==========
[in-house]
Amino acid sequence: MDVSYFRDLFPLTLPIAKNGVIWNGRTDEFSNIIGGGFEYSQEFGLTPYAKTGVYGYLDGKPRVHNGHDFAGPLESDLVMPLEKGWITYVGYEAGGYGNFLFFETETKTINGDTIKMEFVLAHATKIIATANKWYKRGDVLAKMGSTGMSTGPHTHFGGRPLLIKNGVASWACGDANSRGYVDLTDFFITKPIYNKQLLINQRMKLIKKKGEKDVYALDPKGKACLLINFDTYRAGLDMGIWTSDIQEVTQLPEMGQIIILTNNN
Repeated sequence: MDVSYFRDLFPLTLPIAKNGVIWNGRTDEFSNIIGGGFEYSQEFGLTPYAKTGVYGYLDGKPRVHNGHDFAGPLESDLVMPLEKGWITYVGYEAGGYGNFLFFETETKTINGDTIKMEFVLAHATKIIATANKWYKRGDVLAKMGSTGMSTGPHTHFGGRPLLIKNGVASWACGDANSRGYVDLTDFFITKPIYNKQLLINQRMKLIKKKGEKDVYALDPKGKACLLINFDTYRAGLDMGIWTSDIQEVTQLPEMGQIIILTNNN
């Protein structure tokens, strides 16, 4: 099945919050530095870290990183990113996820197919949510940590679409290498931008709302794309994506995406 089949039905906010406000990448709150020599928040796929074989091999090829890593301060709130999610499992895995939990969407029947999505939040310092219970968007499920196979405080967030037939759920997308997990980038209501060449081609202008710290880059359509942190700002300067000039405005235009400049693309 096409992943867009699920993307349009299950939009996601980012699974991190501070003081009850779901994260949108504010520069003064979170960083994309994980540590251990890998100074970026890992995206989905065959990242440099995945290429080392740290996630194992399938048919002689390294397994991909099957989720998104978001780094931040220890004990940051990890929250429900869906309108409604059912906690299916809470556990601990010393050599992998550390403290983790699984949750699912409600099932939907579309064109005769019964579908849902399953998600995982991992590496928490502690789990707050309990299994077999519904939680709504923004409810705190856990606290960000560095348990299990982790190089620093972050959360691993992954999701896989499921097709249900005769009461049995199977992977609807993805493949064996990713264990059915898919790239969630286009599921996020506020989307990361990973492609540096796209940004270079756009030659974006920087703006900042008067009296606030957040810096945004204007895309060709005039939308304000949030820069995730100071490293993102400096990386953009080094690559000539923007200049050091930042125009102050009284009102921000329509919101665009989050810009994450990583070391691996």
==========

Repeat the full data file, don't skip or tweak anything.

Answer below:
[in-house]
Amino acid sequence: MDVSYFRDLFPLTLPIAKNGVIWNGRTDEFSNIIGGGFEYSQEFGLTPYAKTGVYGYLDGKPRVHNGHDFAGPLESDLVMPLEKGWITYVGYEAGGYGNFLFFETETKTINGDTIKMEFVLAHATKIIATANKWYKRGDVLAKMGSTGMSTGPHTHFGGRPLLIKNGVASWACGDANSRGYVDLTDFFITKPIYNKQLLINQRMKLIKKKGEKDVYALDPKGKACLLINFDTYRAGLDMGIWTSDIQEVTQLPEMGQIIILTNNN
Repeated sequence: MDVSYFRDLFPLTLPIAKNGVIWNGRTDEFSNIIGGGFEYSQEFGLTPYAKTGVYGYLDGKPRVHNGHDFAGPLESDLVMPLEKGWITYVGYEAGGYGNFLFFETETKTINGDTIKMEFVLAHATKIIATANKWYKRGDVLAKMGSTGMSTGPHTHFGGRPLLIKNGVASWACGDANSRGYVDLTDFFITKPIYNKQLLINQRMKLIKKKGEKDVYALDPKGKACLLINFDTYRAGLDMGIWTSDIQEVTQLPEMGQIIILTNNN
């Protein structure tokens, strides 16, 4: 099945919050530095870290990183990113996820197919949510940590679409290498931008709302794309994506995406 089949039905906010406000990448709150020599928040796929074989091999090829890593301060709130999610499992895995939990969407029947999505939040310092219970968007499920196979405080967030037939759920997308997990980038209501060449081609202008710290880059359509942190700002300067000039405005235009400049693309 096409992943867009699920993307349009299950939009996601980012699974991190501070003081009850779901994260949108504010520069003064979170960083994309994980540590251990890998100074970026890992995206989905065959990242440099995945290429080392740290996630194992399938048919002689390294397994991909099957989720998104978001780094931040220890004990940051990890929250429900869906309108409604059912906690299916809470556990601990010393050599992998550390403290983790699984949750699912409600099932939907579309064109005769019964579908849902399953998600995982991992590496928490502690789990707050309990299994077999519904939680709504923004409810705190856990606290960000560095348990299990982790190089620093972050959360691993992954999701896989499921097709249900005769009461049995199977992977609807993805493949064996990713264990059915898919790239969630286009599921996020506020989307990361990973492609540096796209940004270079756009030659974006920087703006900042008067009296606030957040810096945004204007895309060709005039939308304000949030820069995730100071490293993102400096990386953009080094690559000539923007200049050091930042125009102050009284009102921000329509919101665009989050810009994450990583070391691996």